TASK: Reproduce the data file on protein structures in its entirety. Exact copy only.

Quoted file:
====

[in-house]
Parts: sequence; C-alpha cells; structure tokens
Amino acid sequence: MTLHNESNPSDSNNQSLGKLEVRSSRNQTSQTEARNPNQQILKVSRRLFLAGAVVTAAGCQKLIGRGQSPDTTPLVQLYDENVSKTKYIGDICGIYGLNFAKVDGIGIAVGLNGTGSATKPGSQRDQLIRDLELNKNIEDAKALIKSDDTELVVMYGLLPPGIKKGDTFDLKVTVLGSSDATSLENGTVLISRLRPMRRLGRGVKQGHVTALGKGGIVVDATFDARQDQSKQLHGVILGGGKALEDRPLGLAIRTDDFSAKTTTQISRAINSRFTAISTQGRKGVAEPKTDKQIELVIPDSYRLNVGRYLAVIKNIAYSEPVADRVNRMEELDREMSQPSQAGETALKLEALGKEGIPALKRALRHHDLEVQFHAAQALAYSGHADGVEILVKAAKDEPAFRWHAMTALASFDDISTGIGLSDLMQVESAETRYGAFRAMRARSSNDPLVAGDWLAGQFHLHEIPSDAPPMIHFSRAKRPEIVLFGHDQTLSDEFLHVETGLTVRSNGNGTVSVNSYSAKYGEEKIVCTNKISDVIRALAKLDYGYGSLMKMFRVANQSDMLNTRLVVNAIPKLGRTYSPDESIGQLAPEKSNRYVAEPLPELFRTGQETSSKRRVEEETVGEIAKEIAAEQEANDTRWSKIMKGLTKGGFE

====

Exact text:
[in-house]
Parts: sequence; C-alpha cells; structure tokens
Amino acid sequence: MTLHNESNPSDSNNQSLGKLEVRSSRNQTSQTEARNPNQQILKVSRRLFLAGAVVTAAGCQKLIGRGQSPDTTPLVQLYDENVSKTKYIGDICGIYGLNFAKVDGIGIAVGLNGTGSATKPGSQRDQLIRDLELNKNIEDAKALIKSDDTELVVMYGLLPPGIKKGDTFDLKVTVLGSSDATSLENGTVLISRLRPMRRLGRGVKQGHVTALGKGGIVVDATFDARQDQSKQLHGVILGGGKALEDRPLGLAIRTDDFSAKTTTQISRAINSRFTAISTQGRKGVAEPKTDKQIELVIPDSYRLNVGRYLAVIKNIAYSEPVADRVNRMEELDREMSQPSQAGETALKLEALGKEGIPALKRALRHHDLEVQFHAAQALAYSGHADGVEILVKAAKDEPAFRWHAMTALASFDDISTGIGLSDLMQVESAETRYGAFRAMRARSSNDPLVAGDWLAGQFHLHEIPSDAPPMIHFSRAKRPEIVLFGHDQTLSDEFLHVETGLTVRSNGNGTVSVNSYSAKYGEEKIVCTNKISDVIRALAKLDYGYGSLMKMFRVANQSDMLNTRLVVNAIPKLGRTYSPDESIGQLAPEKSNRYVAEPLPELFRTGQETSSKRRVEEETVGEIAKEIAAEQEANDTRWSKIMKGLTKGGFE